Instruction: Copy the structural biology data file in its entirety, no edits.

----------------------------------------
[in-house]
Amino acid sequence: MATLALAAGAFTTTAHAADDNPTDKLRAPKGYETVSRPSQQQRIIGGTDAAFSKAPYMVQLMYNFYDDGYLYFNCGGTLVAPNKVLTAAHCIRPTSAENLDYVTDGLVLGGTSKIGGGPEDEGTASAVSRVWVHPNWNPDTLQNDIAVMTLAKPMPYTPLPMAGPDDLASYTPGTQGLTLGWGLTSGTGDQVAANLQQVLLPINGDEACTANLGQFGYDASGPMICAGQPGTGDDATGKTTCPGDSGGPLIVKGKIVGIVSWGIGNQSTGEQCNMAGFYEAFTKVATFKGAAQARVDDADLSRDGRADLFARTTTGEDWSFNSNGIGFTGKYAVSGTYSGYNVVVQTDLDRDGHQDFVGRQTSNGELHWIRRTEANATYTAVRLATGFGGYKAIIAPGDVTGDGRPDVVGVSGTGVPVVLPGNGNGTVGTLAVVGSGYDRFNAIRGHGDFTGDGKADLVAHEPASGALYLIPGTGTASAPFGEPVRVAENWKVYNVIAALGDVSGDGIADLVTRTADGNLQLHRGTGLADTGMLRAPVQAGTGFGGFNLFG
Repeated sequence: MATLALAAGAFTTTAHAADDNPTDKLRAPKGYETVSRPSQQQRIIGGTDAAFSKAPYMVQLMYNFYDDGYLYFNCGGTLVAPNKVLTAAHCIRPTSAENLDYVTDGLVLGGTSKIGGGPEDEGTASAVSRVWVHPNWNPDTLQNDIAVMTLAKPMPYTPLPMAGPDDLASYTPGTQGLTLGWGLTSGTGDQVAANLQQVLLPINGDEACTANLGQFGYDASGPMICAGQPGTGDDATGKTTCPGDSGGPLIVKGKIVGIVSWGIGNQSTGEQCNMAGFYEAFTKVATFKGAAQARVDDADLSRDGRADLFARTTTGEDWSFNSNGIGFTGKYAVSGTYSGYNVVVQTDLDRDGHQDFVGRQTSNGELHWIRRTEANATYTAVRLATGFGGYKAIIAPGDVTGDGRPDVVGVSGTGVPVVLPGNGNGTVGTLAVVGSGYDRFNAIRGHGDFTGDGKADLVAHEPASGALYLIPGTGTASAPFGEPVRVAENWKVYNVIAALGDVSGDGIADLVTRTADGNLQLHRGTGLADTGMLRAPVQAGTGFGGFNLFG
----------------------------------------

[in-house]
Amino acid sequence: MATLALAAGAFTTTAHAADDNPTDKLRAPKGYETVSRPSQQQRIIGGTDAAFSKAPYMVQLMYNFYDDGYLYFNCGGTLVAPNKVLTAAHCIRPTSAENLDYVTDGLVLGGTSKIGGGPEDEGTASAVSRVWVHPNWNPDTLQNDIAVMTLAKPMPYTPLPMAGPDDLASYTPGTQGLTLGWGLTSGTGDQVAANLQQVLLPINGDEACTANLGQFGYDASGPMICAGQPGTGDDATGKTTCPGDSGGPLIVKGKIVGIVSWGIGNQSTGEQCNMAGFYEAFTKVATFKGAAQARVDDADLSRDGRADLFARTTTGEDWSFNSNGIGFTGKYAVSGTYSGYNVVVQTDLDRDGHQDFVGRQTSNGELHWIRRTEANATYTAVRLATGFGGYKAIIAPGDVTGDGRPDVVGVSGTGVPVVLPGNGNGTVGTLAVVGSGYDRFNAIRGHGDFTGDGKADLVAHEPASGALYLIPGTGTASAPFGEPVRVAENWKVYNVIAALGDVSGDGIADLVTRTADGNLQLHRGTGLADTGMLRAPVQAGTGFGGFNLFG
Repeated sequence: MATLALAAGAFTTTAHAADDNPTDKLRAPKGYETVSRPSQQQRIIGGTDAAFSKAPYMVQLMYNFYDDGYLYFNCGGTLVAPNKVLTAAHCIRPTSAENLDYVTDGLVLGGTSKIGGGPEDEGTASAVSRVWVHPNWNPDTLQNDIAVMTLAKPMPYTPLPMAGPDDLASYTPGTQGLTLGWGLTSGTGDQVAANLQQVLLPINGDEACTANLGQFGYDASGPMICAGQPGTGDDATGKTTCPGDSGGPLIVKGKIVGIVSWGIGNQSTGEQCNMAGFYEAFTKVATFKGAAQARVDDADLSRDGRADLFARTTTGEDWSFNSNGIGFTGKYAVSGTYSGYNVVVQTDLDRDGHQDFVGRQTSNGELHWIRRTEANATYTAVRLATGFGGYKAIIAPGDVTGDGRPDVVGVSGTGVPVVLPGNGNGTVGTLAVVGSGYDRFNAIRGHGDFTGDGKADLVAHEPASGALYLIPGTGTASAPFGEPVRVAENWKVYNVIAALGDVSGDGIADLVTRTADGNLQLHRGTGLADTGMLRAPVQAGTGFGGFNLFG